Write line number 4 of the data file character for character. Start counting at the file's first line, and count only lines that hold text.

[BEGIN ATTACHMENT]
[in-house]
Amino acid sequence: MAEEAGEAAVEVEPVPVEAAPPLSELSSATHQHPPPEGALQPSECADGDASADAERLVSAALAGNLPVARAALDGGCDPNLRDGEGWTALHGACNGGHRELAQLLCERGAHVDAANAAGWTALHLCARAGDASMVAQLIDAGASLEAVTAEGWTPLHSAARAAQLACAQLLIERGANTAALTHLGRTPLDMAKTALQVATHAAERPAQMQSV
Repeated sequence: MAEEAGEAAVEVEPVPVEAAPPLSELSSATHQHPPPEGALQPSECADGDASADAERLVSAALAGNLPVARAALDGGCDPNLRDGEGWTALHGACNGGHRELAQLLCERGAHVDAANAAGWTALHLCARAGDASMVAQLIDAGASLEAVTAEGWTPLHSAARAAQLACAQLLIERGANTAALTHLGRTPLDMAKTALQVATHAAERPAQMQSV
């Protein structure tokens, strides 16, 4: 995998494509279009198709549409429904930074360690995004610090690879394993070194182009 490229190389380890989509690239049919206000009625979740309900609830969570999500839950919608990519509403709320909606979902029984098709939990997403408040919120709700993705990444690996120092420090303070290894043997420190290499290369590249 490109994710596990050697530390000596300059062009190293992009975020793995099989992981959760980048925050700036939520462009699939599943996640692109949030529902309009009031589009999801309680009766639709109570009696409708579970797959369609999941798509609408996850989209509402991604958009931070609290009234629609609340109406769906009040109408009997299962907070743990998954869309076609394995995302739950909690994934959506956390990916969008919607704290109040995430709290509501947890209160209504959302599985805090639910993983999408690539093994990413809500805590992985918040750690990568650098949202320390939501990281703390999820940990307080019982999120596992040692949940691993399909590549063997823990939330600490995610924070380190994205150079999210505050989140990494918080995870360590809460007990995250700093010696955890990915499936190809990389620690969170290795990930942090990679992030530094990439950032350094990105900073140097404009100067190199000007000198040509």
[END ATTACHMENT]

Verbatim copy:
């Protein structure tokens, strides 16, 4: 995998494509279009198709549409429904930074360690995004610090690879394993070194182009 490229190389380890989509690239049919206000009625979740309900609830969570999500839950919608990519509403709320909606979902029984098709939990997403408040919120709700993705990444690996120092420090303070290894043997420190290499290369590249 490109994710596990050697530390000596300059062009190293992009975020793995099989992981959760980048925050700036939520462009699939599943996640692109949030529902309009009031589009999801309680009766639709109570009696409708579970797959369609999941798509609408996850989209509402991604958009931070609290009234629609609340109406769906009040109408009997299962907070743990998954869309076609394995995302739950909690994934959506956390990916969008919607704290109040995430709290509501947890209160209504959302599985805090639910993983999408690539093994990413809500805590992985918040750690990568650098949202320390939501990281703390999820940990307080019982999120596992040692949940691993399909590549063997823990939330600490995610924070380190994205150079999210505050989140990494918080995870360590809460007990995250700093010696955890990915499936190809990389620690969170290795990930942090990679992030530094990439950032350094990105900073140097404009100067190199000007000198040509």